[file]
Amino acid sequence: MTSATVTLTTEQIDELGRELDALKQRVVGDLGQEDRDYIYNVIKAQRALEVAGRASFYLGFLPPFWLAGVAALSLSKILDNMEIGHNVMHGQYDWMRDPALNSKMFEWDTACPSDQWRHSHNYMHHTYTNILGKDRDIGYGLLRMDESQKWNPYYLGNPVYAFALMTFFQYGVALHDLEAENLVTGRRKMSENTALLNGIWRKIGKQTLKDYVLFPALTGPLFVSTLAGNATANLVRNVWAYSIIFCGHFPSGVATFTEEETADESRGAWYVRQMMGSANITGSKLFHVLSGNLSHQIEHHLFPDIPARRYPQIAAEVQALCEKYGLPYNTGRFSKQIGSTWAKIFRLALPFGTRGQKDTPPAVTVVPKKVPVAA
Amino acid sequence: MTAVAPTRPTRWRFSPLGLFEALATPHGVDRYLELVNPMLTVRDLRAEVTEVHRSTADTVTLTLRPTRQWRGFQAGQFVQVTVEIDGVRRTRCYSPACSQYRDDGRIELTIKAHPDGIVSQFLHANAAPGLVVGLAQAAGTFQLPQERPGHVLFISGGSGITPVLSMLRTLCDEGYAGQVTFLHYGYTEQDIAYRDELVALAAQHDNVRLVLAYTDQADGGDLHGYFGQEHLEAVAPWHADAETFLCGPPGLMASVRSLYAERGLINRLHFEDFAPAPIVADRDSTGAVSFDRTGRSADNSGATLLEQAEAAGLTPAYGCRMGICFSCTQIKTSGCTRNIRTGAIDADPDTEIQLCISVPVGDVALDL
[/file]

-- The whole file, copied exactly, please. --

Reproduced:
Amino acid sequence: MTSATVTLTTEQIDELGRELDALKQRVVGDLGQEDRDYIYNVIKAQRALEVAGRASFYLGFLPPFWLAGVAALSLSKILDNMEIGHNVMHGQYDWMRDPALNSKMFEWDTACPSDQWRHSHNYMHHTYTNILGKDRDIGYGLLRMDESQKWNPYYLGNPVYAFALMTFFQYGVALHDLEAENLVTGRRKMSENTALLNGIWRKIGKQTLKDYVLFPALTGPLFVSTLAGNATANLVRNVWAYSIIFCGHFPSGVATFTEEETADESRGAWYVRQMMGSANITGSKLFHVLSGNLSHQIEHHLFPDIPARRYPQIAAEVQALCEKYGLPYNTGRFSKQIGSTWAKIFRLALPFGTRGQKDTPPAVTVVPKKVPVAA
Amino acid sequence: MTAVAPTRPTRWRFSPLGLFEALATPHGVDRYLELVNPMLTVRDLRAEVTEVHRSTADTVTLTLRPTRQWRGFQAGQFVQVTVEIDGVRRTRCYSPACSQYRDDGRIELTIKAHPDGIVSQFLHANAAPGLVVGLAQAAGTFQLPQERPGHVLFISGGSGITPVLSMLRTLCDEGYAGQVTFLHYGYTEQDIAYRDELVALAAQHDNVRLVLAYTDQADGGDLHGYFGQEHLEAVAPWHADAETFLCGPPGLMASVRSLYAERGLINRLHFEDFAPAPIVADRDSTGAVSFDRTGRSADNSGATLLEQAEAAGLTPAYGCRMGICFSCTQIKTSGCTRNIRTGAIDADPDTEIQLCISVPVGDVALDL